• Facebook
  • Facebook
  • Facebook
  • Facebook

Search This Blog

Loading...
Visit our new website.

Monday, January 30, 2012

How much change is there down the back of the structural funds sofa and what can it be used for?

A recent Franco-German paper (leaked to EurActiv and others) outlined a set of proposals on how to achieve a better balance between austerity and pro-growth measures in tackling the eurozone crisis. One suggestion was:
“the establishment of a fund for growth and competitiveness in programme countries and other countries facing serious structural challenges should be considered. At this stage, this fund should pool a certain amount [25%] of the 2011 automatic decommitments of these Member States from the Structural and Cohesion Funds”
Decommitments refers to money that has been allocated to a member state from the structural and cohesion funds (SCF) and not spent two years after the year in which it was allocated.

Unsurprisingly many EU politicians were very excited about a potential fresh pot of money to pump into lagging economies, with Merkel stressing there was “a lot of money” in the structural funds, while Spain’s Europe Minister, Íñigo Méndez de Vigo, speculated the amount could be up to €100bn (although it is not clear if he was referring just to the SCF or other EU funds as well – the EU has a lot of different, overlapping funding instruments). Rumour has it this idea will be further discussed at today's EU leaders’ summit.

However, EU Commissioner for Regional policy, Johannes Hahn, popped up on Friday with an interview in Süddeutsche to puncture this particular balloon, describing the plan as “unrealistic”, and claiming that the total value of funds unused in 2010 and 2011 only amounted to €30m.

Hahn said that about three-quarters of the total €350bn value of the SCF over the current 2007-13 budgetary framework had been allocated to projects, meaning:
"This leaves 25%, and there is always the misconception that the money was not used. But it is used. It is budgeted, which means that it has been assigned to individual countries, but not yet mapped to specific projects."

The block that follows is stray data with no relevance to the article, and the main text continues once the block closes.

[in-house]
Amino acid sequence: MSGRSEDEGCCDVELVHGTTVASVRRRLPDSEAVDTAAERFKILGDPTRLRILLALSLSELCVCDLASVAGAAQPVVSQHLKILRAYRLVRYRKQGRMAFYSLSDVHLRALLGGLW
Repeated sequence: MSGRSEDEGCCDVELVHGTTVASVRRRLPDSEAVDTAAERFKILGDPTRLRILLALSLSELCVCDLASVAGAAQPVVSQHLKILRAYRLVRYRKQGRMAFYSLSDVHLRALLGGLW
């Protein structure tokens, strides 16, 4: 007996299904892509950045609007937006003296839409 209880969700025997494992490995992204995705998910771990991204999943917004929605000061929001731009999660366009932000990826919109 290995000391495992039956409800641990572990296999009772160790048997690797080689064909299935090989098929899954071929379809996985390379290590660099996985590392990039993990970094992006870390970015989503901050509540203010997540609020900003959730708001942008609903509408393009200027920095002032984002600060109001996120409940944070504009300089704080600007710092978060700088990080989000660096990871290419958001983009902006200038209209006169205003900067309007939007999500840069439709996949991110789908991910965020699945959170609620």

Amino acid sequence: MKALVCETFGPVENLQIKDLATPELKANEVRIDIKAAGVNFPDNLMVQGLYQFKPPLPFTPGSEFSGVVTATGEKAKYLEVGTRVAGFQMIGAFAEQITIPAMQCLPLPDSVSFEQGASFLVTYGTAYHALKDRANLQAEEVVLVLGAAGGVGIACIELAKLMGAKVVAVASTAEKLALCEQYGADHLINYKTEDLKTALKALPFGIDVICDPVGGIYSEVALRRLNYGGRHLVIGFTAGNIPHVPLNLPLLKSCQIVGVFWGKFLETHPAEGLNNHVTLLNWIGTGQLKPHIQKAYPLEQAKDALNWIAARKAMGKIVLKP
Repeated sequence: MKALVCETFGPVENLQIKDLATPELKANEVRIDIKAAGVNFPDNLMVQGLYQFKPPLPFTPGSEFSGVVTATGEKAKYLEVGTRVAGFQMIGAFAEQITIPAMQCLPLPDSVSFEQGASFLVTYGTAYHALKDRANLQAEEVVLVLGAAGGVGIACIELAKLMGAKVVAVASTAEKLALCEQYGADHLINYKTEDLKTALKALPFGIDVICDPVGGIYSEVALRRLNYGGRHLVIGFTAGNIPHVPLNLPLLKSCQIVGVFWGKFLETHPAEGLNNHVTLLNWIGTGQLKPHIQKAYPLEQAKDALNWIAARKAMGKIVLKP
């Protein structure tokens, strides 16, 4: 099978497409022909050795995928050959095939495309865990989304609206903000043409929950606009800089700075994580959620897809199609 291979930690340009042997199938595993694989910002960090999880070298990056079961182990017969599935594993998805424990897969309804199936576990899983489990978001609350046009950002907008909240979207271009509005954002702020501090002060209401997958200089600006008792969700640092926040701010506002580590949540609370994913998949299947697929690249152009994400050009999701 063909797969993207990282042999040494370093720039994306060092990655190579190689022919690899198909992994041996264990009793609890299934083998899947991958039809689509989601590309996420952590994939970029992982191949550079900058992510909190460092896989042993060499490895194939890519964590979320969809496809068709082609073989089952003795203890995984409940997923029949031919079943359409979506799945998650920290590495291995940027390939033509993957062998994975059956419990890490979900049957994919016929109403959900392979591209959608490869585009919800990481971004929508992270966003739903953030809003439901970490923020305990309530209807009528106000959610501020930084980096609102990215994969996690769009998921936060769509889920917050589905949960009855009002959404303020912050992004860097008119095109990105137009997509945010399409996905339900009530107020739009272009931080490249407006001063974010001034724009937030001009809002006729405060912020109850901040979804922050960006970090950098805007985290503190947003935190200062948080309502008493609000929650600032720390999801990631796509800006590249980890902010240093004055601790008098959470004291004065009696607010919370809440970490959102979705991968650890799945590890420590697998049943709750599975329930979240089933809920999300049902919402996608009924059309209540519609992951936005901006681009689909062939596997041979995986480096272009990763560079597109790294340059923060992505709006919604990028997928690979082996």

There is a huge difference between €30m and €100bn – so clearly there is a lot of ambiguity as to what portion of the funds is theoretically still available. Quite possibly the Frano-German paper treated funds allocated to countries but not projects as ‘unused’ – something Hahn clearly disputes.

However, irrespective of how much extra funding could be found from this source, as shown in our recent report on EU regional policy (which we hope Mr. Hahn will find the time to read), and as we have argued previously, the nature of the funds means that they are simply wholly unequipped to serve as a backstop in a debt and solvency crisis.

We argued that countries such as Greece, Spain and Italy (all with a national income over 90% of the EU average) should no longer be eligible for SCF, as their record in these countries was at best inconclusive, while their pro-cyclical nature may even have exacerbated the credit bubble. Our report argued that a new fund could, in theory, avoid the many faults built into the structural funds (see section 2 of the report for a detailed cost/benefit analysis) and prove to be a huge benefit to countries such as Greece, Spain and Italy in bouncing back from the eurozone crisis; for instance by better targeting labour market mobility and re-skilling significant sections of the labour force.

However, this would have instead of, and not an aside to, the existing SCF framework. This could feasibly only be achieved in the next long term budget, as allocations for every country up until 2013 have already been agreed. As Hahn pointed out in the interview, channelling money from the SCF to a new purpose-built fund will require the agreement of member states (and the European Parliament). Given how territorial member states are over payments from the EU budget, it is far from certain they would agree to something which would fundamentally alter the balance of their payments and receipts.

Either way, given the fundamental structural failings in the eurozone, this looks like yet another classic example of eurozone leaders tinkering around the edges of the problem…

1 comment:

Alan said...

Surely any more money pumped into bailout funds will just go to honouring governent bonds. That is, the money will go to bondholders, typically French and German banks.

Are French and German banks (and their bankers) really more deserving than the poorer regions of the EU?

Surely this is just a(nother) transfer from the poor to the already wealthy.